So much for budgets for armaments. Now to the absence of disarmament.
The only rays of light I can see is progress in New York negotiations about an Arms Trade Agreement and the success of the Seoul conference on nuclear security. The rest is darkness.
At the multilateral level, the Conference on Disarmament has reported another year without agreement even on a work programme. Unemployment is high in many European states. At the CD it is 100 %! An ongoing anomaly.
The Comprehensive Test Ban Treaty demonstrates another anomaly: It is in operation since many years – but it is not in force. And there is no movement on the ratifications needed from the US, China and some other states. To stimulate ratifications perhaps Iran could offer to ratify – on condition that the US and Israel do the same?
Negotiation of a Fissile Material Cut-Off Treaty has continued to be blocked in the CD.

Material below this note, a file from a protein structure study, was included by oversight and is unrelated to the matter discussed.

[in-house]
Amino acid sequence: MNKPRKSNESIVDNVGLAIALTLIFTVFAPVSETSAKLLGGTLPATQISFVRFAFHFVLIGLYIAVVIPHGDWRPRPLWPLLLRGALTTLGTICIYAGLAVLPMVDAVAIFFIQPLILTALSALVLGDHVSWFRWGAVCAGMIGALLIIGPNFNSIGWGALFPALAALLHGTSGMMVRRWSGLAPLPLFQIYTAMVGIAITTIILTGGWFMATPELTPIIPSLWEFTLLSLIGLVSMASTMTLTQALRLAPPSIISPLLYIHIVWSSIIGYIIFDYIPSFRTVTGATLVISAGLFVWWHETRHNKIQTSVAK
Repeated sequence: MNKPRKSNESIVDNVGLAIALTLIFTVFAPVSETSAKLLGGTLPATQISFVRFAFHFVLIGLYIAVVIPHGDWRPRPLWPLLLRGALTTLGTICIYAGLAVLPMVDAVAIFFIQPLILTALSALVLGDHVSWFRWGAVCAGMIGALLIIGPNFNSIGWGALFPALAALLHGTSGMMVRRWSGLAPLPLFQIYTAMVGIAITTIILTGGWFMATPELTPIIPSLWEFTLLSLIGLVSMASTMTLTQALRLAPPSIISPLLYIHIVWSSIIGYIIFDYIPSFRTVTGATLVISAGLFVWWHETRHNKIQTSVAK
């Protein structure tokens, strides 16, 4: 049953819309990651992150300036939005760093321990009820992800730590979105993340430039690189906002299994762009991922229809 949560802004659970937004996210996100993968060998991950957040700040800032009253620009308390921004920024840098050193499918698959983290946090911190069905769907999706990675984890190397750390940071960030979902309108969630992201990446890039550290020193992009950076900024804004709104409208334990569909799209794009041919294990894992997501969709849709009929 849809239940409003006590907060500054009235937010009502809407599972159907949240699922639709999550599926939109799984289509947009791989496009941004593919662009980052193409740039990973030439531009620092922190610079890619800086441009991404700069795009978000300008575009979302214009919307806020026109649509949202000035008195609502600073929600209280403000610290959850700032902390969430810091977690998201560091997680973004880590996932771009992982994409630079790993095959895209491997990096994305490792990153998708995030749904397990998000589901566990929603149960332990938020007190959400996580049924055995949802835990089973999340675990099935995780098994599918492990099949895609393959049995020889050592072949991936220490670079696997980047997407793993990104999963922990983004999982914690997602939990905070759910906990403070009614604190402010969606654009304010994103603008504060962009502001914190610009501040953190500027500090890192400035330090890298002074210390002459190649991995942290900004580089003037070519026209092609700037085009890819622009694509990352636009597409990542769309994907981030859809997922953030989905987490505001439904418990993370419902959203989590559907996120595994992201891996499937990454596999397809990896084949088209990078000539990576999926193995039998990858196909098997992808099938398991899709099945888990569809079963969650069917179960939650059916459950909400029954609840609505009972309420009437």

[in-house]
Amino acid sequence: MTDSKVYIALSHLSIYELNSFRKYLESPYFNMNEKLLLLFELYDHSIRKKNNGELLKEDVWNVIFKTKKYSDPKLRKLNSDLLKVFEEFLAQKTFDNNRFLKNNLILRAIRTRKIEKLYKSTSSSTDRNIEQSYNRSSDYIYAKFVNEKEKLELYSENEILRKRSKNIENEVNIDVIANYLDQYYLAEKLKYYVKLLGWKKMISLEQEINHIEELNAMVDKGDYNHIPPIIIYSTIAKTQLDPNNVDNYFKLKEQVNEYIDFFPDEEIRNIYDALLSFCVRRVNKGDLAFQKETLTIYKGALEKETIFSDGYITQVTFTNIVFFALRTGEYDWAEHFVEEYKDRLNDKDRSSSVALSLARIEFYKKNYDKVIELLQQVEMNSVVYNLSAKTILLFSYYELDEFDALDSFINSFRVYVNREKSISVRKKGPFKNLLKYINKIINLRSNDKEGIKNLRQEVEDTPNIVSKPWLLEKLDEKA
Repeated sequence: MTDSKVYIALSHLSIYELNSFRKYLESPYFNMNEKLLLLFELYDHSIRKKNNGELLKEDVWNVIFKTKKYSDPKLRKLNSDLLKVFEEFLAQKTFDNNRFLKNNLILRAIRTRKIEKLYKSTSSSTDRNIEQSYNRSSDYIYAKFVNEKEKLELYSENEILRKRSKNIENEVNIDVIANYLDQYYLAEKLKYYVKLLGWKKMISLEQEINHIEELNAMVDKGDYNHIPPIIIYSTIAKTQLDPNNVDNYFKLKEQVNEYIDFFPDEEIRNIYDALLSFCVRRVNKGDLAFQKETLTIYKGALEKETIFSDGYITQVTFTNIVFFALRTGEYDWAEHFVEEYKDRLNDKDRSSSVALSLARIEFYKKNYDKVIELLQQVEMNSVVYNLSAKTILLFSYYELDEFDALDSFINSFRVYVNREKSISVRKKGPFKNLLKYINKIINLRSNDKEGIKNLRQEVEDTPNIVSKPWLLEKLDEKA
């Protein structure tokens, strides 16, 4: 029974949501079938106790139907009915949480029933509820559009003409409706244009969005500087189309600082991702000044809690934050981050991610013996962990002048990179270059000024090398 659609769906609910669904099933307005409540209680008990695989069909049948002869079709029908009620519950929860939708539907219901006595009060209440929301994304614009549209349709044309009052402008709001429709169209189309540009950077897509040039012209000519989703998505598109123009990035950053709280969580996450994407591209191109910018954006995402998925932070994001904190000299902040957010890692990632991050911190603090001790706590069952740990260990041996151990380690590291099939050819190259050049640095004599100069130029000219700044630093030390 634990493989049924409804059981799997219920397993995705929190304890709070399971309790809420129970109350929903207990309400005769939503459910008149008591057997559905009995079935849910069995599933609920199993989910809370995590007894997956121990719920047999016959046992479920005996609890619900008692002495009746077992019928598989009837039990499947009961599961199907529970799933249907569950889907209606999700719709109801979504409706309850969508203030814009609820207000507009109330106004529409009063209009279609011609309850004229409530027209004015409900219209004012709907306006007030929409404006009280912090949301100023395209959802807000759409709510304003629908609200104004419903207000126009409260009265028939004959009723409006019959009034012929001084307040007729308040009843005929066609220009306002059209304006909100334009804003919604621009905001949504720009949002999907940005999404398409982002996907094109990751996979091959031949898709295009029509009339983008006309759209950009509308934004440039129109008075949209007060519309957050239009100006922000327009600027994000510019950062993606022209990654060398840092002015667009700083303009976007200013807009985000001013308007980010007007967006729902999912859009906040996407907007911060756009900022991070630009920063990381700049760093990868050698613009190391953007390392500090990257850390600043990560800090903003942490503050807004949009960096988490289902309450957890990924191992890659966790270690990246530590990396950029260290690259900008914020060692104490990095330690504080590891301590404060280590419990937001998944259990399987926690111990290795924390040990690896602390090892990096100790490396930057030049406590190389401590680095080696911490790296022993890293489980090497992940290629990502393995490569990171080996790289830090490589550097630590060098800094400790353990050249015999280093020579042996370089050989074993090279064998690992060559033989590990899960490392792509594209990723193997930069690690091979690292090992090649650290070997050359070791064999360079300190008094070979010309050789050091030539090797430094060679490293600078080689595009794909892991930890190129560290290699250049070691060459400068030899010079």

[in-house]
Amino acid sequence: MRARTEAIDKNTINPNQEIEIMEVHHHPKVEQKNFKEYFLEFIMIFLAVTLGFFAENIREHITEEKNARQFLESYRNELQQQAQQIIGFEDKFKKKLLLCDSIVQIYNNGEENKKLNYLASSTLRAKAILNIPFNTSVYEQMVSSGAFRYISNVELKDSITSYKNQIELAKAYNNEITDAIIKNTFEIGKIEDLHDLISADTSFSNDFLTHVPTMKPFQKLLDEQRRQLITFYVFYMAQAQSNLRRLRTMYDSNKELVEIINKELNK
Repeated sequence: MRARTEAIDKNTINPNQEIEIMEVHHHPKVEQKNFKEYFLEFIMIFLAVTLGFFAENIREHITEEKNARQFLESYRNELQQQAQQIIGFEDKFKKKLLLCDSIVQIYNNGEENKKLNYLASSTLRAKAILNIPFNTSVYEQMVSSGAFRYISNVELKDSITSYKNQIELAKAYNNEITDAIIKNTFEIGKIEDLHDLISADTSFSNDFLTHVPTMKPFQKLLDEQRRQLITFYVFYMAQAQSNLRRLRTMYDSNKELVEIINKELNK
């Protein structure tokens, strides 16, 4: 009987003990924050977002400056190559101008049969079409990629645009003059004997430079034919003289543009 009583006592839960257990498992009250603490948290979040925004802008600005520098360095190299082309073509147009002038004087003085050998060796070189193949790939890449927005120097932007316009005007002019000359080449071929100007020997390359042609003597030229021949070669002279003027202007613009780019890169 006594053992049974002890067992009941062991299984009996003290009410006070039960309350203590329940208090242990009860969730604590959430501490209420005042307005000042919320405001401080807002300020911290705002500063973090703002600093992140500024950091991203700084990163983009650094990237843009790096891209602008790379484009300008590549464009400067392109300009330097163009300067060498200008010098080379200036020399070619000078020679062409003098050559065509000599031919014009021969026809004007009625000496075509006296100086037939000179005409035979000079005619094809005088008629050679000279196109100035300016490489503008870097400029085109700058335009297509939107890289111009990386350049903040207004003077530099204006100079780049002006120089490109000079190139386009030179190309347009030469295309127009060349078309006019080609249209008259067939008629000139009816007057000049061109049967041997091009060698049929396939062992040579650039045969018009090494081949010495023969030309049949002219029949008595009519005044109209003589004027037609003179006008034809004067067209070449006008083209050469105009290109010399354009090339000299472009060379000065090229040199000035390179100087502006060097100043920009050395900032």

The tactical nuclear weapons of NATO in Europe that have been reported to be militarily useless and that we thought could be plucked like low hanging disarmament fruits, are retained and might even be modernized.
In the US, where the Obama administration had wanted to reset relations with Russia resistance to the ratification of START was stiff and support remains strong for a continued expansion of NATO and missile defenses in Europe — all raising Russian skepticism to further nuclear disarmament.
In Asia, the six power talks in Beijing are in limbo and have failed to persuade the DPRK to eliminate its nuclear weapons and to join a regional order that would give it recognition, guarantees of security and economic development. Much is at stake.